Every year, I look forward to summer with the sort of anticipation that can only be described as childish. I am eager for the longer days and the lighter evenings. I impatiently visit the market, counting down until the peaches arrive. I map out in my head all my summer goals: trips to Lake Tahoe, afternoons spent by my parents’ pool, ice cream strolls, hikes in Marin, oyster shucking and beers. This year, I purchased a popsicle mold, committed to bring warmth into my home, even when the San Francisco fog would descend upon us.
It’s August now, and I don’t know where summer has gone. To date, I have only made it up to Tahoe for one weekend. I have laid out by parents pool once. I have eaten a fair amount of peaches. There’s that. I have gone on one hike in Marin. I have not gone up to Tomales Bay, and while I’ve eaten some ice cream, none of it was in the context of a ‘stroll.’ I’m not sure that there’s anyone to blame. Our summers tend to get booked up with weddings, showers, birthdays, and the like. In between weekends when we actually have to do work — developing recipes for the Pairings Box, grocery shopping, buying furniture for the house, cleaning out our closets — it actually becomes clear that there are only so many weekends and so many opportunities to do all that ‘summery’ stuff.
The thing is, summer is my absolute favorite. It always has been and always will be. Despite how much I’ve grown to love fall, summer will always have my heart because it holds every hazy dream. It showers us with a gluttony of ripe fruit and vegetables, spoils us with days that seem to go on and on and nights that twinkle and fade like the ending of an old film. My most vivid memories are, undeniably, tied to summers. Summers spent outside. Summers spent with the windows rolled down. Summers with a soundtrack: of Sublime and No Doubt, and Beirut and Typhoon.
As the weeks of summer continue to tick away, I am holding on, ready to start daydreaming about the next. I’ll start all over again: making plans for sea and sad, and popsicles, and cherries, and everything I didn’t get around to this summer.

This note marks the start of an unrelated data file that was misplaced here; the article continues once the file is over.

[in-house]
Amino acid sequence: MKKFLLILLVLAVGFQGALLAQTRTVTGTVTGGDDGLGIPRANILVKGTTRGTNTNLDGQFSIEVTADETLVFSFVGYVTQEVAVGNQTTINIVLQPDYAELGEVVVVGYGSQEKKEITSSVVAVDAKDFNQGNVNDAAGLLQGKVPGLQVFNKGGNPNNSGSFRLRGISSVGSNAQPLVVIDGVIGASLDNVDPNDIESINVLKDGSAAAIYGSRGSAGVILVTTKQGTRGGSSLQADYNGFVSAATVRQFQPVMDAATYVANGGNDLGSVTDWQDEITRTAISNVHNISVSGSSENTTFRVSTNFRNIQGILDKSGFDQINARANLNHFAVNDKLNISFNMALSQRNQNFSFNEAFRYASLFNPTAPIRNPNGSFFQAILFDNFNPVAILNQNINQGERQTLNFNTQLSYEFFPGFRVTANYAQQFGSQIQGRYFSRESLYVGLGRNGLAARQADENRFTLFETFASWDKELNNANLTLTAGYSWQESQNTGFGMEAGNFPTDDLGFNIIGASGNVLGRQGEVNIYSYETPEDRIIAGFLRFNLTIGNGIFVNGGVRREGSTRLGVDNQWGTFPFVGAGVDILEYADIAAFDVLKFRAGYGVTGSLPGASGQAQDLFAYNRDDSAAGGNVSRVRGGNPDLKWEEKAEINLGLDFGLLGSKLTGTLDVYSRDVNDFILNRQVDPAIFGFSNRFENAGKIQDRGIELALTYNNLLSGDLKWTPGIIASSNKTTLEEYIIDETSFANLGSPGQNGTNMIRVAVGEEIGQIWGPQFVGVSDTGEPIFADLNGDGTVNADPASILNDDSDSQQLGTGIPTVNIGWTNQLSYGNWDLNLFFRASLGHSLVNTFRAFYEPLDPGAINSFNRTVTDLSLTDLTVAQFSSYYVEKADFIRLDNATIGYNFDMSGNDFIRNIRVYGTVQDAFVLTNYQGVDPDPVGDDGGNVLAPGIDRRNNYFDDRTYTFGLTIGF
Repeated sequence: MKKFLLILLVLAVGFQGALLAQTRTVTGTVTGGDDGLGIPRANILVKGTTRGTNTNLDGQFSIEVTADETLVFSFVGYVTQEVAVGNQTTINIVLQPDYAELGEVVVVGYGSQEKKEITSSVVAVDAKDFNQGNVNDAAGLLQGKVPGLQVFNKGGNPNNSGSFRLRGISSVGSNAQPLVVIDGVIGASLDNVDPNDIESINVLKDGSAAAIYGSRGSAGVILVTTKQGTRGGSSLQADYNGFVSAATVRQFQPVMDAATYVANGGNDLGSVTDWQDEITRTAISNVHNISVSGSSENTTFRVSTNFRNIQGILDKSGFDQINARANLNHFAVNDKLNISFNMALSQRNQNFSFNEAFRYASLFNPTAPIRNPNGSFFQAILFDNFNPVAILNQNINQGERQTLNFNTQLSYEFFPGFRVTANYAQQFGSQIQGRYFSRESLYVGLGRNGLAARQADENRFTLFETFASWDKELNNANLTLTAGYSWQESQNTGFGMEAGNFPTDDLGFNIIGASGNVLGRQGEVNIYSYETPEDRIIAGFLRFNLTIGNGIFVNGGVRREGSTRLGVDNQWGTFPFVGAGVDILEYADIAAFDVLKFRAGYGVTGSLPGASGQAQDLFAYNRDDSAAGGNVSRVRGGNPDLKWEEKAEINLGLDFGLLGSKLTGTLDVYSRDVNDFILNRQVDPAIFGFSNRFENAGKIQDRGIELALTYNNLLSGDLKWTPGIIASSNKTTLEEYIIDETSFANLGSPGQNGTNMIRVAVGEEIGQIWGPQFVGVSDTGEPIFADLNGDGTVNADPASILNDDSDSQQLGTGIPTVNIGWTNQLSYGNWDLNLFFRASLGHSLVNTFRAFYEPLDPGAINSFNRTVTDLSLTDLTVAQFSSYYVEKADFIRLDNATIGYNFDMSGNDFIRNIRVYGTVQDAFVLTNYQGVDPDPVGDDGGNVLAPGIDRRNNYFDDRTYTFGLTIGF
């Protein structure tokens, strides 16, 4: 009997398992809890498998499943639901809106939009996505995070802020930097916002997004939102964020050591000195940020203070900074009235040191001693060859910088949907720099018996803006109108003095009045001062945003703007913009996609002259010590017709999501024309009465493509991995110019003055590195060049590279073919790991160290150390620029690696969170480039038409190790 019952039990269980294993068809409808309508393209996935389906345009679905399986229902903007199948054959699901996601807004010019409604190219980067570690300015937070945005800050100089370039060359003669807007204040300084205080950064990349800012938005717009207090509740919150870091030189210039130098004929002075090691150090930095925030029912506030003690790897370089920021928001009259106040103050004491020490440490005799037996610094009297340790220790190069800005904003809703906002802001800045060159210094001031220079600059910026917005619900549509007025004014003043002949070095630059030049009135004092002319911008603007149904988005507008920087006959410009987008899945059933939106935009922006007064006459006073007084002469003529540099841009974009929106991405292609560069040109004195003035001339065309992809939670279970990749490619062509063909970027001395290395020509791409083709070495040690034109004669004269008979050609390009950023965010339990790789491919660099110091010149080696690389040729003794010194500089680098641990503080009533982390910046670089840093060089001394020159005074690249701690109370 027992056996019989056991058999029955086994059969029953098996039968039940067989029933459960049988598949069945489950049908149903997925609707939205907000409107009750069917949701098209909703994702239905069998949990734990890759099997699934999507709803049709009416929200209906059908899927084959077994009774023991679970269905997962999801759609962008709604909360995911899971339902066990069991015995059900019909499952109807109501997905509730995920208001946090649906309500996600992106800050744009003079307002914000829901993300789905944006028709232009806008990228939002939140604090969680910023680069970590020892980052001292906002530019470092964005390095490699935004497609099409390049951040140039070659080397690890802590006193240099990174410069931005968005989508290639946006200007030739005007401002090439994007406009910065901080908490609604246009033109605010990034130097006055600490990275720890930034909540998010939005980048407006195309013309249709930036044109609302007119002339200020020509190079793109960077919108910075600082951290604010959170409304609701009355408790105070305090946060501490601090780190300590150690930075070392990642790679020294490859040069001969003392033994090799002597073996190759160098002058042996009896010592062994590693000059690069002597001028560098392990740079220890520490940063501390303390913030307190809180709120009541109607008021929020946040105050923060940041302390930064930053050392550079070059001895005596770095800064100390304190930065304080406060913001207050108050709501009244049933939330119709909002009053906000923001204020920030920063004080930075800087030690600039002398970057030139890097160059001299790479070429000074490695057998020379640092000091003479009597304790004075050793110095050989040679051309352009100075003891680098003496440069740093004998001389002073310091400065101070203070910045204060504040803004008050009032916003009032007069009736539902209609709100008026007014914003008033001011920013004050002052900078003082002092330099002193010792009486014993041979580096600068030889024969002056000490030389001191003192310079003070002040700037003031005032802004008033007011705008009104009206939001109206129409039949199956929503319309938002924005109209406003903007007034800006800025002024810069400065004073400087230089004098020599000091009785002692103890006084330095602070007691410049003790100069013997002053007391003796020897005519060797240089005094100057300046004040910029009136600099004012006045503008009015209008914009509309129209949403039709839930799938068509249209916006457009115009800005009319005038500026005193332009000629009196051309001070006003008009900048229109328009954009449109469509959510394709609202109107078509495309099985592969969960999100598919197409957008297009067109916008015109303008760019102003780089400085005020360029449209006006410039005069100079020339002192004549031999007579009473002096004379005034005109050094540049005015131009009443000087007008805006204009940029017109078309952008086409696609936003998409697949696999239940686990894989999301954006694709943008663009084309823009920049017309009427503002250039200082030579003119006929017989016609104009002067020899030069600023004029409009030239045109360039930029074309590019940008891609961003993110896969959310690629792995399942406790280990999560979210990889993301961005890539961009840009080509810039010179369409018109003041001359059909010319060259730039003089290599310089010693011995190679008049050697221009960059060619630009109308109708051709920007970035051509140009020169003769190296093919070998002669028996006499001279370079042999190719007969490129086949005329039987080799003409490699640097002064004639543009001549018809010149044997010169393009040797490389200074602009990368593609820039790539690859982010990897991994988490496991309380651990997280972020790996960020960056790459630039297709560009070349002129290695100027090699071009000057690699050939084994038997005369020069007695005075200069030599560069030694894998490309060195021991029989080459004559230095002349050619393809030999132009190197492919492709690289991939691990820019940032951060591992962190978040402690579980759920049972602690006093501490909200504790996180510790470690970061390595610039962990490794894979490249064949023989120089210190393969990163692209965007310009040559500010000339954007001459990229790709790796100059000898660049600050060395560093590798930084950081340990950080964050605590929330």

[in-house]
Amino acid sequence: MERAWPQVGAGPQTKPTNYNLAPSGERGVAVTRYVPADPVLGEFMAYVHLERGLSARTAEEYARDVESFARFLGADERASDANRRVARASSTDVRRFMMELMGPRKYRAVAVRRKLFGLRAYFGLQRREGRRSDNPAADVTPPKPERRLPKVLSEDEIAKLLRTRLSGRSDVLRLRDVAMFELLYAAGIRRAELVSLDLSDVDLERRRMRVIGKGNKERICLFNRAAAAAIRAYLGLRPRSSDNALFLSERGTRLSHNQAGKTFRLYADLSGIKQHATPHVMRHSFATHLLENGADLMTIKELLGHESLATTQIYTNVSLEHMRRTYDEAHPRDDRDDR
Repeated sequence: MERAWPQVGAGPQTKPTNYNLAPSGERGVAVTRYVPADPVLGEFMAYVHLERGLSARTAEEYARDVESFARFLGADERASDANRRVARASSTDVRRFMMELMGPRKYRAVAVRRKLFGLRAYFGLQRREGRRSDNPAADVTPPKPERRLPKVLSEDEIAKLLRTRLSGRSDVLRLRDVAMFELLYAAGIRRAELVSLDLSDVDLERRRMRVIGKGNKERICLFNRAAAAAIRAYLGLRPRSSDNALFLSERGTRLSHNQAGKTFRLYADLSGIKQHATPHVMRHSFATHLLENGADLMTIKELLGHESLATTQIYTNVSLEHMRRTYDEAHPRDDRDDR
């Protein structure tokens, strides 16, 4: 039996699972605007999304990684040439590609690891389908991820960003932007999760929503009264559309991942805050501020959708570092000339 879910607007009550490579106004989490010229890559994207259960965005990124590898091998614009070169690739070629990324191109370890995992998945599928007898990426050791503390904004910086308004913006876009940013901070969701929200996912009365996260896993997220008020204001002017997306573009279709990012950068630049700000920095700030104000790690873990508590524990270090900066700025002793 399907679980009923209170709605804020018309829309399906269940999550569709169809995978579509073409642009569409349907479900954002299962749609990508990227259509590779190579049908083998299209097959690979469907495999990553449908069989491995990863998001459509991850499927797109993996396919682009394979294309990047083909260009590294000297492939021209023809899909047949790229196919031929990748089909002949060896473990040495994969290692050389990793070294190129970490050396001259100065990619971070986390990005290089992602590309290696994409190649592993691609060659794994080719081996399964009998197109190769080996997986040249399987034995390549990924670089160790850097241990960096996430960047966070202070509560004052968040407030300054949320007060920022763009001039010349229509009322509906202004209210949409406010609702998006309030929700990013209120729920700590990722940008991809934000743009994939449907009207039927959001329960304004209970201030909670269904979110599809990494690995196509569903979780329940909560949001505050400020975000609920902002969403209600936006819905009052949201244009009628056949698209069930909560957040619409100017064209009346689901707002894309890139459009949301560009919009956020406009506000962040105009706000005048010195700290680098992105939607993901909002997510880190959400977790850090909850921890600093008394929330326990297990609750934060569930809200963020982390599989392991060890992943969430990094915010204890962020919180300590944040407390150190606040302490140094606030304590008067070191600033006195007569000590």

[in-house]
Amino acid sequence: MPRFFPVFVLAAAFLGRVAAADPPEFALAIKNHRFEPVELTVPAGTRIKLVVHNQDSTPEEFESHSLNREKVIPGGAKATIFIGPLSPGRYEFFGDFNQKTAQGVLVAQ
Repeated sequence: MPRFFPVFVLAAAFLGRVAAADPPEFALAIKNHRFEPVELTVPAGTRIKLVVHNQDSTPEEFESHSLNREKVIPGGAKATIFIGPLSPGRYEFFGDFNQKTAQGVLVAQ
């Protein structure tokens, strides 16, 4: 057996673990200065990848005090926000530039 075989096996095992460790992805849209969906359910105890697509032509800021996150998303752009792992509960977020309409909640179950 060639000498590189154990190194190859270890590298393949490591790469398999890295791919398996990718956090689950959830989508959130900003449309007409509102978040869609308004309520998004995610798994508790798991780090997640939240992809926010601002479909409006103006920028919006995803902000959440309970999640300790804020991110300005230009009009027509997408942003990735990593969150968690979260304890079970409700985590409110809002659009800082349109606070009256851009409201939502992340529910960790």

In the meantime, I’ll take advantage of California living and enjoy summer produce long after ‘official’ summer has wound down. This dinner dish, a quick and easy one, can we whipped up with two bowls and a stovetop grill pan. I love the idea of a corn slaw and of late, have been enjoying adding sliced jalapeño to virtually every summer vegetable.
Corn and Jalapeño Slaw with Harissa-Dusted Giant Shrimp
For the Corn and Jalapeño Slaw:
3 ears of corn, grilled for about 12 mins
1 jalapeño, thinly sliced
1/2 red onion, thinly sliced
3/4 cup cherry tomatoes, sliced in half
1/4 cup of finely chopped cilantro
1 teaspoon of maple syrup
1 lime, squeezed
salt and pepper
For the Harissa-Dusted Shrimp
1 pound of giant shrimp, cleaned
2 teaspoons of harissa powder, plus more, to taste
salt and freshly ground pepper, to taste
1. Add lime juice and maple syrup to medium bowl.
2. Add jalapeño and onion, tomatoes, and cilantro.
3. Cut the corn kernels off the cobs and add them to the bowl. Season with salt and pepper and toss together. Taste, and add more salt, pepper, and lime juice, to taste. Set aside as you cook the shrimp.
4. Brush a stovetop grill pan with olive oil and heat over medium-high. Toss the shrimp with olive oil until lightly coated. Add the harissa powder, salt and pepper and toss until the shrimp are coated. Add more harissa powder, to taste (the more you add, the spicier it will be).
5. When the grill pan is hot, add the shrimp, in batches, if needed, so as not to overcrowd the pan. Cook for about two minutes per side (or until just cooked through).
6. To serve: divide slaw among bowls and top with shrimp. Drizzle with olive oil, to taste, and season with freshly ground pepper.
Musical Pairings: Hospital Ships – Destruction In Yr Soul + Corn and Jalapeño Slaw with Harissa-Dusted Giant Shrimp
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